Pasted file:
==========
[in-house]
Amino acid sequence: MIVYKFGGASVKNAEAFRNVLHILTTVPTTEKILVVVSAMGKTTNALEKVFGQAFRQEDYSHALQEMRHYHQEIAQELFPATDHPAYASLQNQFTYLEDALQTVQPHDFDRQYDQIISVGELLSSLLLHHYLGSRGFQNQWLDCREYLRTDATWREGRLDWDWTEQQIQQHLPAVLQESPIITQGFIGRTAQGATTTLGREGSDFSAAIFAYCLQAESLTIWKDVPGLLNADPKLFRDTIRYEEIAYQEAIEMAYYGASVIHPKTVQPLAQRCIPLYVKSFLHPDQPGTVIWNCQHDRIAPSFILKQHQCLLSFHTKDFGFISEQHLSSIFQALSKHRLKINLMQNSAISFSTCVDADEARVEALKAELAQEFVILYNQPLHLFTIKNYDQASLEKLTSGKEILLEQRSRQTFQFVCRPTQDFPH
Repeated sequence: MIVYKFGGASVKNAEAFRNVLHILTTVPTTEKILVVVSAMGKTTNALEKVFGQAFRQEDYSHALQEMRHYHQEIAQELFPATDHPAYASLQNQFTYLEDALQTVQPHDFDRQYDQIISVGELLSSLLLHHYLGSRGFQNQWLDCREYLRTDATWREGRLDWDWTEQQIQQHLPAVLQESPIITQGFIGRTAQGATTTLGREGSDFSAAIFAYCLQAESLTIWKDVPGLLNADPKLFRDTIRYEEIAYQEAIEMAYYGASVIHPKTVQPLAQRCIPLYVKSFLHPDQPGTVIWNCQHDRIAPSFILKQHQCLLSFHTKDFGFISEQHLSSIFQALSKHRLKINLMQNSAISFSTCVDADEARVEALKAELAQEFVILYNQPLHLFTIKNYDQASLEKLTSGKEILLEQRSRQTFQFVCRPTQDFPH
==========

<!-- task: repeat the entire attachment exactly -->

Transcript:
[in-house]
Amino acid sequence: MIVYKFGGASVKNAEAFRNVLHILTTVPTTEKILVVVSAMGKTTNALEKVFGQAFRQEDYSHALQEMRHYHQEIAQELFPATDHPAYASLQNQFTYLEDALQTVQPHDFDRQYDQIISVGELLSSLLLHHYLGSRGFQNQWLDCREYLRTDATWREGRLDWDWTEQQIQQHLPAVLQESPIITQGFIGRTAQGATTTLGREGSDFSAAIFAYCLQAESLTIWKDVPGLLNADPKLFRDTIRYEEIAYQEAIEMAYYGASVIHPKTVQPLAQRCIPLYVKSFLHPDQPGTVIWNCQHDRIAPSFILKQHQCLLSFHTKDFGFISEQHLSSIFQALSKHRLKINLMQNSAISFSTCVDADEARVEALKAELAQEFVILYNQPLHLFTIKNYDQASLEKLTSGKEILLEQRSRQTFQFVCRPTQDFPH
Repeated sequence: MIVYKFGGASVKNAEAFRNVLHILTTVPTTEKILVVVSAMGKTTNALEKVFGQAFRQEDYSHALQEMRHYHQEIAQELFPATDHPAYASLQNQFTYLEDALQTVQPHDFDRQYDQIISVGELLSSLLLHHYLGSRGFQNQWLDCREYLRTDATWREGRLDWDWTEQQIQQHLPAVLQESPIITQGFIGRTAQGATTTLGREGSDFSAAIFAYCLQAESLTIWKDVPGLLNADPKLFRDTIRYEEIAYQEAIEMAYYGASVIHPKTVQPLAQRCIPLYVKSFLHPDQPGTVIWNCQHDRIAPSFILKQHQCLLSFHTKDFGFISEQHLSSIFQALSKHRLKINLMQNSAISFSTCVDADEARVEALKAELAQEFVILYNQPLHLFTIKNYDQASLEKLTSGKEILLEQRSRQTFQFVCRPTQDFPH